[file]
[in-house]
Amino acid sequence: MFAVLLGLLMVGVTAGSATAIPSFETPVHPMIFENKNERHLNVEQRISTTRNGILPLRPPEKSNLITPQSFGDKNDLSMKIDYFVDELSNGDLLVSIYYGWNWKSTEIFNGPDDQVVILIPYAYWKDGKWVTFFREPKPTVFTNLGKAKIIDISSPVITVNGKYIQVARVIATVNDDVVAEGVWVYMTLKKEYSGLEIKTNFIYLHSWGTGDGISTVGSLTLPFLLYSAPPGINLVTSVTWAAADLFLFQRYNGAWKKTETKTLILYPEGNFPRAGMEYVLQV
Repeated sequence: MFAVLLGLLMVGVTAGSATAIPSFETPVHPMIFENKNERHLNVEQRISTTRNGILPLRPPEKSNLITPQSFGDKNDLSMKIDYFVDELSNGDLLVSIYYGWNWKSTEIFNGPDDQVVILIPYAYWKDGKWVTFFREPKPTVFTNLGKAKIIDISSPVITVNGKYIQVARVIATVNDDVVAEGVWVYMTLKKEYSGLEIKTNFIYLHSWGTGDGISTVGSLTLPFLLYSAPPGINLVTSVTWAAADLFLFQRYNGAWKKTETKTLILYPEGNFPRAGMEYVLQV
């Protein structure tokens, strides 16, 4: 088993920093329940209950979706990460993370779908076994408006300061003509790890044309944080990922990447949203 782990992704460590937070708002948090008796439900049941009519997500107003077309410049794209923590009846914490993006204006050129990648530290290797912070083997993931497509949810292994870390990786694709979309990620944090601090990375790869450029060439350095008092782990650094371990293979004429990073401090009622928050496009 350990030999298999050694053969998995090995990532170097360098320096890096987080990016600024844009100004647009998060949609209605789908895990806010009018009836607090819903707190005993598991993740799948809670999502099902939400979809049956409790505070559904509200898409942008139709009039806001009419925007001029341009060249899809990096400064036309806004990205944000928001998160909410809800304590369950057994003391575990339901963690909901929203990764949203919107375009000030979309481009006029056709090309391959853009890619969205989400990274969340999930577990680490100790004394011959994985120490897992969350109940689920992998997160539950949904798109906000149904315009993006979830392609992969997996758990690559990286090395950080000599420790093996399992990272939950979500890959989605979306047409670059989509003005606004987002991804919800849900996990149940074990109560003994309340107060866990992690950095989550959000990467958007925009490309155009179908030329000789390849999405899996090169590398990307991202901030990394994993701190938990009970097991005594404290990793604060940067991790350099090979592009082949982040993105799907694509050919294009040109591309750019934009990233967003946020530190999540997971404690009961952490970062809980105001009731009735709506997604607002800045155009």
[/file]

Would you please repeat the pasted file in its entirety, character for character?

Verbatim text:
[in-house]
Amino acid sequence: MFAVLLGLLMVGVTAGSATAIPSFETPVHPMIFENKNERHLNVEQRISTTRNGILPLRPPEKSNLITPQSFGDKNDLSMKIDYFVDELSNGDLLVSIYYGWNWKSTEIFNGPDDQVVILIPYAYWKDGKWVTFFREPKPTVFTNLGKAKIIDISSPVITVNGKYIQVARVIATVNDDVVAEGVWVYMTLKKEYSGLEIKTNFIYLHSWGTGDGISTVGSLTLPFLLYSAPPGINLVTSVTWAAADLFLFQRYNGAWKKTETKTLILYPEGNFPRAGMEYVLQV
Repeated sequence: MFAVLLGLLMVGVTAGSATAIPSFETPVHPMIFENKNERHLNVEQRISTTRNGILPLRPPEKSNLITPQSFGDKNDLSMKIDYFVDELSNGDLLVSIYYGWNWKSTEIFNGPDDQVVILIPYAYWKDGKWVTFFREPKPTVFTNLGKAKIIDISSPVITVNGKYIQVARVIATVNDDVVAEGVWVYMTLKKEYSGLEIKTNFIYLHSWGTGDGISTVGSLTLPFLLYSAPPGINLVTSVTWAAADLFLFQRYNGAWKKTETKTLILYPEGNFPRAGMEYVLQV
């Protein structure tokens, strides 16, 4: 088993920093329940209950979706990460993370779908076994408006300061003509790890044309944080990922990447949203 782990992704460590937070708002948090008796439900049941009519997500107003077309410049794209923590009846914490993006204006050129990648530290290797912070083997993931497509949810292994870390990786694709979309990620944090601090990375790869450029060439350095008092782990650094371990293979004429990073401090009622928050496009 350990030999298999050694053969998995090995990532170097360098320096890096987080990016600024844009100004647009998060949609209605789908895990806010009018009836607090819903707190005993598991993740799948809670999502099902939400979809049956409790505070559904509200898409942008139709009039806001009419925007001029341009060249899809990096400064036309806004990205944000928001998160909410809800304590369950057994003391575990339901963690909901929203990764949203919107375009000030979309481009006029056709090309391959853009890619969205989400990274969340999930577990680490100790004394011959994985120490897992969350109940689920992998997160539950949904798109906000149904315009993006979830392609992969997996758990690559990286090395950080000599420790093996399992990272939950979500890959989605979306047409670059989509003005606004987002991804919800849900996990149940074990109560003994309340107060866990992690950095989550959000990467958007925009490309155009179908030329000789390849999405899996090169590398990307991202901030990394994993701190938990009970097991005594404290990793604060940067991790350099090979592009082949982040993105799907694509050919294009040109591309750019934009990233967003946020530190999540997971404690009961952490970062809980105001009731009735709506997604607002800045155009």